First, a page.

- Posted by Maryam Namazie
- On February 18, 2002
- 0 Comments
Published in Hambastegi English
February 18, 2002
One quarter to a half of Yarl’s Wood prison located in Bedfordshire, which was opened 13 weeks ago on the site of a former UK Ministry of Defence base, was burned down by a fire that began on 14 February. With several of the ‘detainees’ unaccounted for, there is serious concern that some may have been wounded or even killed as a result. If so, they will become the latest victims and human tragedies of Fortress UK.
Billed as the largest immigration ‘detention centre’ in Europe, Yarl’s Wood was an important part of the government’s programme to expedite and increase deportations from the UK. Information received on the treatment of the ‘detainees’ reveals the extent of the government’s brutality towards people who have fled persecution and repression. According to the Campaign Against Arbitrary Detention at Yarl’s Wood: ‘Many fire-fighters expressed their shock at the treatment of detainees by Group 4 staff [the private company running the prison for the immigration service] and police. They described people being herded like animals through the locked building. After being left to stand in the cold, detainees were handcuffed to the seat rails on the busses that took them away from the detention centre. Sources reveal that fire-fighters had to bring in special equipment to tear down doors that were otherwise impenetrable. …Fire fighters were prevented by Group 4 and the police from entering the locked, burning buildings to check for trapped detainees…’
Though there has been no definitive statement by the UK Home Office, many groups have commented on the cause of the fire and suggested solutions. The GMB union, which represents 170 staff at Yarl’s Wood, and others blame the fire and ‘riot’ on insufficient training and understaffing. Others highlight poor conditions such as the fact that the Category B prison complex was built too hastily and had no sprinkler system, that Group 4 treated ‘detainees’ unfairly, had an appalling record and failed to deploy staff effectively. They add that Group 4, like all other private companies, ran this centre for profit, which is why they were prepared to leave it under-staffed and sprinkler free.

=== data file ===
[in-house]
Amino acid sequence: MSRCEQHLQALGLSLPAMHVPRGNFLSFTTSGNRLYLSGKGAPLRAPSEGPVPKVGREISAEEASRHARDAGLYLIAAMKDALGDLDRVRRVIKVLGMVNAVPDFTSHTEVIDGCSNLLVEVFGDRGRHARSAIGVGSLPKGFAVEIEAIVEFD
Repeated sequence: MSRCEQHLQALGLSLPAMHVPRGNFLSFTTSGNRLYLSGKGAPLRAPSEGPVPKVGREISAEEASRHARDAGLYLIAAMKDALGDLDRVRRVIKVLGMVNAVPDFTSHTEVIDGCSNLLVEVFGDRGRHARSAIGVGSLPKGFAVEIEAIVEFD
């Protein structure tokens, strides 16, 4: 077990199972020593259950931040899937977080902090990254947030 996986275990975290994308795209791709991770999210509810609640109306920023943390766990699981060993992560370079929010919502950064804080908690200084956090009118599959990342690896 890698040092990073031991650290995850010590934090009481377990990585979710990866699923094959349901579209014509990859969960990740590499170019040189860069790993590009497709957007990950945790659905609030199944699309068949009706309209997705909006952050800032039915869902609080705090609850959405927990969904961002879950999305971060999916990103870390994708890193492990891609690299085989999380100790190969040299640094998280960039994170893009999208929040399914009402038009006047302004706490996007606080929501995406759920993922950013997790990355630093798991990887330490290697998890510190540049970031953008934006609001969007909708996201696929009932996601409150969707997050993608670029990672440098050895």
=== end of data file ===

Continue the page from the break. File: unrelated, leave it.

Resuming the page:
While some of the issues raised against Yarl’s Wood are justified and some of the recommendations legitimate, they nonetheless fail to address the root reason for the occurrence and give real solutions. Would, for example, sufficient training and staffing really solve the problem? If enough sprinklers were put in place, if detainees were not mistreated and the government ran the prison instead of Group 4, what then? Would everything be okay if detention was no longer arbitrary? What if a full independent public inquiry into the events leading up to the incident took place and an explanation was given as to why Group 4 ignored Fire Authority recommendations to install a sprinkler system and had so few staff on duty? Would the fires and riots and deaths end? Of course they wouldn’t. These suggested measures are like calling for a moratorium on the death penalty in the US until the USA government can ensure that executions are not racially biased, rather than calling for an end to executions, full stop.
Nothing the UK government can do will stop these tragedies short of shutting down Yarl’s Wood and all ‘detention centres’. This is where the real debate and solution lies. No government can imprison people for being homeless – it’s unacceptable in this day and age. Likewise, no government should be allowed to imprison migrants who are homeless and unable and unwilling to return to their ‘homes.’ The people who are imprisoned in Yarl’s Wood and other prisons, are not detainees, they are prisoners of conscience. Yarl’s Wood is not a ‘detention centre’ but a prison and concentration camp. The prisoners are not violent and criminal, but persons who have fled criminal and violent regimes, many of them supported by the UK government. The Islamic regime in Iran is a good case in point. Moreover, it is the UK government’s policy of detention and deportation that is violent and criminal.
Like in Australia, this ‘problem’ won’t be resolved by rebuilding Yarl’s Wood, adding more detention centres and expediting and increasing deportations as Home Secretary Blunkett’s White Paper suggests. Like in Australia, the problem will only escalate until we too witness sewn lips and increased suicides.
A principled approach and solution to Yarl’s Wood and all other so-called centres is to demand an end to them and deportation of migrants, full stop.